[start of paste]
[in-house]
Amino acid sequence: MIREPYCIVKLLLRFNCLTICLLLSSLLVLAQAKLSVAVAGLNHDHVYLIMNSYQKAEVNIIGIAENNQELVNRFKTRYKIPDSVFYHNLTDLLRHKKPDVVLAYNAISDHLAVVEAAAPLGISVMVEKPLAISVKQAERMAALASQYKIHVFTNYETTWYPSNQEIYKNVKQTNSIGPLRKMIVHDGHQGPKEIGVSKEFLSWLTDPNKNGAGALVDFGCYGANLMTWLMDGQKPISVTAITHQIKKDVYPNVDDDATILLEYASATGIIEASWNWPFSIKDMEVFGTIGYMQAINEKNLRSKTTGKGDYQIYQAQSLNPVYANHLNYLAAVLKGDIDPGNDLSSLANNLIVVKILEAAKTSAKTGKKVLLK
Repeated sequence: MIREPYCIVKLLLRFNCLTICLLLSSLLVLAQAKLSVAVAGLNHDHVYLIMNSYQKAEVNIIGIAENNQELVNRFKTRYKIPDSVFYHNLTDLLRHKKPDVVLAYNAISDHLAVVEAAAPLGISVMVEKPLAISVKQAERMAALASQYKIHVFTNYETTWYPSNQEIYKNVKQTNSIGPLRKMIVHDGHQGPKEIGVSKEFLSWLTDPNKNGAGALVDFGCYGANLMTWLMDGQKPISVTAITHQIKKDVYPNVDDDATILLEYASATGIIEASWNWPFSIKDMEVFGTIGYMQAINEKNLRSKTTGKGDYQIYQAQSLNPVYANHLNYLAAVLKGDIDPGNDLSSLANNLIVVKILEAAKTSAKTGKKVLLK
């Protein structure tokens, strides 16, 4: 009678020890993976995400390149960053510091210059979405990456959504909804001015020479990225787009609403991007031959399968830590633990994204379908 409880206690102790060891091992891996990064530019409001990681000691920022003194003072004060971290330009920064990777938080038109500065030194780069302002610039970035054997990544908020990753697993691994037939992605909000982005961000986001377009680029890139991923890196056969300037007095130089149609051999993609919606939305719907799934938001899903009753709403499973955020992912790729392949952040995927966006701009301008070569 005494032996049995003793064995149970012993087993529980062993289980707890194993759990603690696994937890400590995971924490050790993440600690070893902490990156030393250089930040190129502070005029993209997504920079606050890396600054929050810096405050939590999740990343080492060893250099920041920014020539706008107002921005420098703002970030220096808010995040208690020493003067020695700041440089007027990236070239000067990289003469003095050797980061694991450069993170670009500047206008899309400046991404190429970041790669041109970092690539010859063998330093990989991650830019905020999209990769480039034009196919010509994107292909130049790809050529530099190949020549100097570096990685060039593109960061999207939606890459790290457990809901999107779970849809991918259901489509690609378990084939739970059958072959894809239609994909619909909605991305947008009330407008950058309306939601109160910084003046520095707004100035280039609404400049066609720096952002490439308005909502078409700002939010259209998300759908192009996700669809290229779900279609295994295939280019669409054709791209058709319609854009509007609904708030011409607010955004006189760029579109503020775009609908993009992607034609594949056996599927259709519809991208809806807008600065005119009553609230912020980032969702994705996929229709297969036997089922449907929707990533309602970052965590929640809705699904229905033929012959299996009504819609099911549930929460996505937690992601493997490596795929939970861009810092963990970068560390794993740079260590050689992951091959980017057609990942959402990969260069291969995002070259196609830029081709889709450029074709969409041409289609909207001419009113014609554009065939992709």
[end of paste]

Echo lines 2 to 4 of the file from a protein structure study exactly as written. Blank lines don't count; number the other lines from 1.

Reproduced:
Amino acid sequence: MIREPYCIVKLLLRFNCLTICLLLSSLLVLAQAKLSVAVAGLNHDHVYLIMNSYQKAEVNIIGIAENNQELVNRFKTRYKIPDSVFYHNLTDLLRHKKPDVVLAYNAISDHLAVVEAAAPLGISVMVEKPLAISVKQAERMAALASQYKIHVFTNYETTWYPSNQEIYKNVKQTNSIGPLRKMIVHDGHQGPKEIGVSKEFLSWLTDPNKNGAGALVDFGCYGANLMTWLMDGQKPISVTAITHQIKKDVYPNVDDDATILLEYASATGIIEASWNWPFSIKDMEVFGTIGYMQAINEKNLRSKTTGKGDYQIYQAQSLNPVYANHLNYLAAVLKGDIDPGNDLSSLANNLIVVKILEAAKTSAKTGKKVLLK
Repeated sequence: MIREPYCIVKLLLRFNCLTICLLLSSLLVLAQAKLSVAVAGLNHDHVYLIMNSYQKAEVNIIGIAENNQELVNRFKTRYKIPDSVFYHNLTDLLRHKKPDVVLAYNAISDHLAVVEAAAPLGISVMVEKPLAISVKQAERMAALASQYKIHVFTNYETTWYPSNQEIYKNVKQTNSIGPLRKMIVHDGHQGPKEIGVSKEFLSWLTDPNKNGAGALVDFGCYGANLMTWLMDGQKPISVTAITHQIKKDVYPNVDDDATILLEYASATGIIEASWNWPFSIKDMEVFGTIGYMQAINEKNLRSKTTGKGDYQIYQAQSLNPVYANHLNYLAAVLKGDIDPGNDLSSLANNLIVVKILEAAKTSAKTGKKVLLK
């Protein structure tokens, strides 16, 4: 009678020890993976995400390149960053510091210059979405990456959504909804001015020479990225787009609403991007031959399968830590633990994204379908 409880206690102790060891091992891996990064530019409001990681000691920022003194003072004060971290330009920064990777938080038109500065030194780069302002610039970035054997990544908020990753697993691994037939992605909000982005961000986001377009680029890139991923890196056969300037007095130089149609051999993609919606939305719907799934938001899903009753709403499973955020992912790729392949952040995927966006701009301008070569 005494032996049995003793064995149970012993087993529980062993289980707890194993759990603690696994937890400590995971924490050790993440600690070893902490990156030393250089930040190129502070005029993209997504920079606050890396600054929050810096405050939590999740990343080492060893250099920041920014020539706008107002921005420098703002970030220096808010995040208690020493003067020695700041440089007027990236070239000067990289003469003095050797980061694991450069993170670009500047206008899309400046991404190429970041790669041109970092690539010859063998330093990989991650830019905020999209990769480039034009196919010509994107292909130049790809050529530099190949020549100097570096990685060039593109960061999207939606890459790290457990809901999107779970849809991918259901489509690609378990084939739970059958072959894809239609994909619909909605991305947008009330407008950058309306939601109160910084003046520095707004100035280039609404400049066609720096952002490439308005909502078409700002939010259209998300759908192009996700669809290229779900279609295994295939280019669409054709791209058709319609854009509007609904708030011409607010955004006189760029579109503020775009609908993009992607034609594949056996599927259709519809991208809806807008600065005119009553609230912020980032969702994705996929229709297969036997089922449907929707990533309602970052965590929640809705699904229905033929012959299996009504819609099911549930929460996505937690992601493997490596795929939970861009810092963990970068560390794993740079260590050689992951091959980017057609990942959402990969260069291969995002070259196609830029081709889709450029074709969409041409289609909207001419009113014609554009065939992709």